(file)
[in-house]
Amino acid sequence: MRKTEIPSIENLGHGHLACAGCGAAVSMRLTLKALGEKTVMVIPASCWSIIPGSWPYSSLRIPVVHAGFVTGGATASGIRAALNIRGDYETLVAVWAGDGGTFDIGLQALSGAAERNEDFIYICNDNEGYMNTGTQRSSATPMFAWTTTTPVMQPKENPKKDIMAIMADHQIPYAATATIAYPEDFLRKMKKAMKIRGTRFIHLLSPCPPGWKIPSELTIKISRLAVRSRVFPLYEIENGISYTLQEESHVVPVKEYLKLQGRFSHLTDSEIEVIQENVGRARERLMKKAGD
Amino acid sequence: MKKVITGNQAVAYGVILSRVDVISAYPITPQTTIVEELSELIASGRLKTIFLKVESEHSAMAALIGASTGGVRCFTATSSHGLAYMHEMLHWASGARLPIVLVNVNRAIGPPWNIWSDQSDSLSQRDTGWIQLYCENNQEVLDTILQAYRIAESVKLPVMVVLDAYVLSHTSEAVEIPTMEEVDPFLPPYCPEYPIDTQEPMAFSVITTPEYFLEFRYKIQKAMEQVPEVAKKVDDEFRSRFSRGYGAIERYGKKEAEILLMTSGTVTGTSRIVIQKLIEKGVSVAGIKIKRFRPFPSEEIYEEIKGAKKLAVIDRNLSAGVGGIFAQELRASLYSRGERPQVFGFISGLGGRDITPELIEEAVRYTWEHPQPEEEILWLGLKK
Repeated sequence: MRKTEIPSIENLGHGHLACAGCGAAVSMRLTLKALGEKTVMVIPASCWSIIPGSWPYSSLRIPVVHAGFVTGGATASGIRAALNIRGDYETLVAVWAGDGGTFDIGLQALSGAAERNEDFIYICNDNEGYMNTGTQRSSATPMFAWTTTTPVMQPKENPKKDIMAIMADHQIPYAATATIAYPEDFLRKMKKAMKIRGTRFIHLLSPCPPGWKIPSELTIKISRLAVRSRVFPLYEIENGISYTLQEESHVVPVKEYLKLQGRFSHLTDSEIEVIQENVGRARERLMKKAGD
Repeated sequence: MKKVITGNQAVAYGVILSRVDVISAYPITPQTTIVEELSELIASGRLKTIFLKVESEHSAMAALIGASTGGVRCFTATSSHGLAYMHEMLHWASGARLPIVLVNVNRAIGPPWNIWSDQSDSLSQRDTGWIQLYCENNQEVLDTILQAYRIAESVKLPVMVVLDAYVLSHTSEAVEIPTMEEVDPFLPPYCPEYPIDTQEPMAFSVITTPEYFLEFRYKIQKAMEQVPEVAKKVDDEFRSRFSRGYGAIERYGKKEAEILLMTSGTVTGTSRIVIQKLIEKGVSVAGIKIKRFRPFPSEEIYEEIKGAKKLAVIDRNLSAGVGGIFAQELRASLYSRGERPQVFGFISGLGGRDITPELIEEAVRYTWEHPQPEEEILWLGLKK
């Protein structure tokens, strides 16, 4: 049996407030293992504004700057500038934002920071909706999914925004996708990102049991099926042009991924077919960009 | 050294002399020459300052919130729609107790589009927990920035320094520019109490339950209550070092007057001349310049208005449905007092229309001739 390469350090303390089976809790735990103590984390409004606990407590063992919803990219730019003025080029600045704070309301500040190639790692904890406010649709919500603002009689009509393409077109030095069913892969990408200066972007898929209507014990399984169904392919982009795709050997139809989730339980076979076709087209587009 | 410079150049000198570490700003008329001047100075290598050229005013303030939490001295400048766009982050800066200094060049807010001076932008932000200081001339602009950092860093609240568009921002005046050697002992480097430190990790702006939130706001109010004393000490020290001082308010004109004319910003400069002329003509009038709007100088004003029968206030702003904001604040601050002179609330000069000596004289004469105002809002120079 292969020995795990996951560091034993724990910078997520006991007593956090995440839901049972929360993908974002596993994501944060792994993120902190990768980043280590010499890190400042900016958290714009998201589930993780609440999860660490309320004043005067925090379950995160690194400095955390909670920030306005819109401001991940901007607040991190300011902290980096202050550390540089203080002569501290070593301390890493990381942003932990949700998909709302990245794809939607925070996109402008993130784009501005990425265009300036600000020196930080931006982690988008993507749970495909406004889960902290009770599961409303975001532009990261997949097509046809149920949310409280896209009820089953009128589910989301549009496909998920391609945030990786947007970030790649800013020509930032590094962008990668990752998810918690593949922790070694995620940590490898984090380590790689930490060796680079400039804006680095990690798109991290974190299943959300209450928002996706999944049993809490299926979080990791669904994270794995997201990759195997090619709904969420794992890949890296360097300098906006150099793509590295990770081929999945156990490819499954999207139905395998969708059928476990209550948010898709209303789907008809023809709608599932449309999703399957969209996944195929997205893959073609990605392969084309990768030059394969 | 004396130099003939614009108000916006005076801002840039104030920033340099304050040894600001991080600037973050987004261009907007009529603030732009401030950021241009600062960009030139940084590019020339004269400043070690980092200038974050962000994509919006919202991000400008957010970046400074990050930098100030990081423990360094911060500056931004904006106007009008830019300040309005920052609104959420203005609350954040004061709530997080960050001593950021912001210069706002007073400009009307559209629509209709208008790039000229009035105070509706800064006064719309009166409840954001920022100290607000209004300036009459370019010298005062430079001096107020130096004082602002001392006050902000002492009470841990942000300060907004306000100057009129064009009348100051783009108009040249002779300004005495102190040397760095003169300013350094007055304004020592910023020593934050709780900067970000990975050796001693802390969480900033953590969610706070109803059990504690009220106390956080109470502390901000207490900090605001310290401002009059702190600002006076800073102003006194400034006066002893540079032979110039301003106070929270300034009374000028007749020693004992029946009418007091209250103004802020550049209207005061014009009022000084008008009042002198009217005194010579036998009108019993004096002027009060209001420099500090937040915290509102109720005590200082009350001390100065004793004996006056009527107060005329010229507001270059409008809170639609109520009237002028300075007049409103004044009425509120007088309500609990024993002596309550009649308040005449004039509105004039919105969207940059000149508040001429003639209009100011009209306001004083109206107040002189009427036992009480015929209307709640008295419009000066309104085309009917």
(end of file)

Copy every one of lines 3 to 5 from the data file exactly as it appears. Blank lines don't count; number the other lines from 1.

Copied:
Amino acid sequence: MKKVITGNQAVAYGVILSRVDVISAYPITPQTTIVEELSELIASGRLKTIFLKVESEHSAMAALIGASTGGVRCFTATSSHGLAYMHEMLHWASGARLPIVLVNVNRAIGPPWNIWSDQSDSLSQRDTGWIQLYCENNQEVLDTILQAYRIAESVKLPVMVVLDAYVLSHTSEAVEIPTMEEVDPFLPPYCPEYPIDTQEPMAFSVITTPEYFLEFRYKIQKAMEQVPEVAKKVDDEFRSRFSRGYGAIERYGKKEAEILLMTSGTVTGTSRIVIQKLIEKGVSVAGIKIKRFRPFPSEEIYEEIKGAKKLAVIDRNLSAGVGGIFAQELRASLYSRGERPQVFGFISGLGGRDITPELIEEAVRYTWEHPQPEEEILWLGLKK
Repeated sequence: MRKTEIPSIENLGHGHLACAGCGAAVSMRLTLKALGEKTVMVIPASCWSIIPGSWPYSSLRIPVVHAGFVTGGATASGIRAALNIRGDYETLVAVWAGDGGTFDIGLQALSGAAERNEDFIYICNDNEGYMNTGTQRSSATPMFAWTTTTPVMQPKENPKKDIMAIMADHQIPYAATATIAYPEDFLRKMKKAMKIRGTRFIHLLSPCPPGWKIPSELTIKISRLAVRSRVFPLYEIENGISYTLQEESHVVPVKEYLKLQGRFSHLTDSEIEVIQENVGRARERLMKKAGD
Repeated sequence: MKKVITGNQAVAYGVILSRVDVISAYPITPQTTIVEELSELIASGRLKTIFLKVESEHSAMAALIGASTGGVRCFTATSSHGLAYMHEMLHWASGARLPIVLVNVNRAIGPPWNIWSDQSDSLSQRDTGWIQLYCENNQEVLDTILQAYRIAESVKLPVMVVLDAYVLSHTSEAVEIPTMEEVDPFLPPYCPEYPIDTQEPMAFSVITTPEYFLEFRYKIQKAMEQVPEVAKKVDDEFRSRFSRGYGAIERYGKKEAEILLMTSGTVTGTSRIVIQKLIEKGVSVAGIKIKRFRPFPSEEIYEEIKGAKKLAVIDRNLSAGVGGIFAQELRASLYSRGERPQVFGFISGLGGRDITPELIEEAVRYTWEHPQPEEEILWLGLKK